Artificial intelligence is the new hot topic. Before you race into creating a journey for your organization, it’s important to understand the components or applications associated with AI as well as common challenges organizations are facing as they introduce AI systems. This post quickly defines some of those key concepts you need to understand. First, let’s look at the fundamental components or applications associated with AI systems.
Machine Learning: This term has been around for years and the foundation of AI. It is a subset of AI which the computer models to review large amounts of data and create insights over time. The computer models are trained to make decisions based on traits so they can make decisions without being directly told what to do. This is similar to how humans learn through watching and taking action on things. To build a computer model that will perform machine learning, you need data, a computer model to digest it and your method of training and testing.
Natural Language Processing (NLP): NLP is the ability for computers to understand text and speech IE be able to interoperate what it is being told. Essentially, NLP allows computers to understand how we communicate with them using our own natural language. This is how you can ask AI systems questions in your language of preference and receive back answers in the same language.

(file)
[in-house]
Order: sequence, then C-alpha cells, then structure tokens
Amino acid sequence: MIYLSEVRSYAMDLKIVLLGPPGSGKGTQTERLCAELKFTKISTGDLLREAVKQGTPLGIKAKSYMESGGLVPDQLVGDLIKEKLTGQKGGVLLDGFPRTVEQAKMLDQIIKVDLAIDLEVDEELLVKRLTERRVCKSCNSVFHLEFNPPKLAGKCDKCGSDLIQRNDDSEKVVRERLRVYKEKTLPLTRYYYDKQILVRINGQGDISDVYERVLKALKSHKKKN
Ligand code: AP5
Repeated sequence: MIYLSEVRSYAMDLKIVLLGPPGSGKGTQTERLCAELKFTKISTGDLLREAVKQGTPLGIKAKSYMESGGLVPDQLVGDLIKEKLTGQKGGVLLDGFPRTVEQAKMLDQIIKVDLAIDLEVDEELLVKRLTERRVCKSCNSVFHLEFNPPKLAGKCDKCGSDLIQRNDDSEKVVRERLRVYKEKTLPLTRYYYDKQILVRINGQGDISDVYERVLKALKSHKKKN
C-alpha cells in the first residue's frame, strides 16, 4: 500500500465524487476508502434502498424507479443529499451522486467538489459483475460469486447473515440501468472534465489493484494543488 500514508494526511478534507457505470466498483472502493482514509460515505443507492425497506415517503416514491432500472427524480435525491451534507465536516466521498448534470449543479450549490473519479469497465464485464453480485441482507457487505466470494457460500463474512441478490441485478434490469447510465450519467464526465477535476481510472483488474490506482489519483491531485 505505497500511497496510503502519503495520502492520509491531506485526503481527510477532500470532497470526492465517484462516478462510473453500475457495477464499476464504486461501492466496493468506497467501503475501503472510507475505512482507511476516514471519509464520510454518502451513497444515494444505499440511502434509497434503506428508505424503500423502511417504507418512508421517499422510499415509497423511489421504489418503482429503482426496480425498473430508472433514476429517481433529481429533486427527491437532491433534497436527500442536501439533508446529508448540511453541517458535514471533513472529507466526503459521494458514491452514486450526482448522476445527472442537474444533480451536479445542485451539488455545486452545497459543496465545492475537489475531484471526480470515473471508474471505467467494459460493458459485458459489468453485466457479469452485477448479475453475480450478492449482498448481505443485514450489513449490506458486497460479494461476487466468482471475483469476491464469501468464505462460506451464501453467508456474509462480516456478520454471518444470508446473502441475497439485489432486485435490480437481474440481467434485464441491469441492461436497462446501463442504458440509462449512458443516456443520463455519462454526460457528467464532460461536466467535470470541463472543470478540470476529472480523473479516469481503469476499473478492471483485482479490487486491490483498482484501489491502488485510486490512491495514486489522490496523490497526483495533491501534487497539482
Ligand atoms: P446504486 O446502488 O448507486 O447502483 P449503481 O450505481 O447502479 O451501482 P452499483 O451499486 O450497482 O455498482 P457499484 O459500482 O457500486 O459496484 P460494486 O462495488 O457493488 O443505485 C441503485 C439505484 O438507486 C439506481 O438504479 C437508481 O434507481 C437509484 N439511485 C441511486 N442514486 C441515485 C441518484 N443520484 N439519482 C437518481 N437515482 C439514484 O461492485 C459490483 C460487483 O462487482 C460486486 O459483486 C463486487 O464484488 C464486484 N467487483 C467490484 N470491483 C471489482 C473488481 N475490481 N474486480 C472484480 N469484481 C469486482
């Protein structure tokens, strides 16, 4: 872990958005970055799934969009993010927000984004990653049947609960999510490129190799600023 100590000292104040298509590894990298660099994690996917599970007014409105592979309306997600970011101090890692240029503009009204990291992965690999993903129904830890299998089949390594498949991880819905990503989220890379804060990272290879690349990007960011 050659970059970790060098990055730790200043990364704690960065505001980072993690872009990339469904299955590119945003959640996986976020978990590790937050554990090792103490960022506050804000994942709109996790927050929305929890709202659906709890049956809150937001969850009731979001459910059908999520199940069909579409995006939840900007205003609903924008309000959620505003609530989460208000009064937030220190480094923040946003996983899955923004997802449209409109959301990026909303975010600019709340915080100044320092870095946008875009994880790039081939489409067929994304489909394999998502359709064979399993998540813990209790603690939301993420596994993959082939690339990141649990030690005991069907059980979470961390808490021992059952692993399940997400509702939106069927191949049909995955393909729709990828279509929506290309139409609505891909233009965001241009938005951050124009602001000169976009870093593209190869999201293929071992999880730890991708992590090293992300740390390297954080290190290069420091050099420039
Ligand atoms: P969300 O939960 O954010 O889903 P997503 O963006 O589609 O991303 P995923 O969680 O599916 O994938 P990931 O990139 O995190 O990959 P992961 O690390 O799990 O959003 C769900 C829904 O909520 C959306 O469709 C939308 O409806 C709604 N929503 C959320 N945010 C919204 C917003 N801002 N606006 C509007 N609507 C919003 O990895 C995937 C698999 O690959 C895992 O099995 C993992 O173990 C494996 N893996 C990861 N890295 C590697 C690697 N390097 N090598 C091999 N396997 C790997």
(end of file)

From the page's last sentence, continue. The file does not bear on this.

Knowledge Mining: AI systems need data to learn. This can be a extremely changing tasks as many organizations don’t have structure of the ability to use around 80% of available data commonly referred to as unstructured data. If that data isn’t able to be used, its essentially worthless hence why in the security industry parsers and other data converting tools have been clutch to any security operation center. Knowledge mining is the ability to pull data from unstructured data making it interpretable by the system. Knowledge mining can also find patterns within data making it a key requirement for most AI systems.
Anomaly Detection: The concept of anomaly detection isn’t new to the security world. I’ve posted about detection capabilities HERE, which I break down into pattern matching known threats (signatures), behavior monitoring (IE looking for known bad stuff), and lastly creating a baseline to identify anomalies. AI takes the anomaly detection concept to a much higher level allowing organizations to better understand unknown threats.
Computer Vision: This is how computers such as automated cars can determine a person from a trashcan. The computer is given pre defined features and learns the worlds through visual data.
These components or “applications” are used to build a AI system. There are also challenges everybody is experiencing as they build AI systems. Fundamentally, its important to understand what these mean and be aware of the risk associated with each.
Hallucinations: It is very rare that a AI system will always be 100% accurate in its findings. When a AI system barfs out a inaccurate outcome, it is coined as a hallucination. An example can be a gaming AI system proposing a situation that doesn’t make sense based on the defined criteria. You ask it to win the game and it tells you to eat an apple. Sometimes hallucinations can be tracked by to the cause while other times they will just happen based on all of the interworking of what trained your system.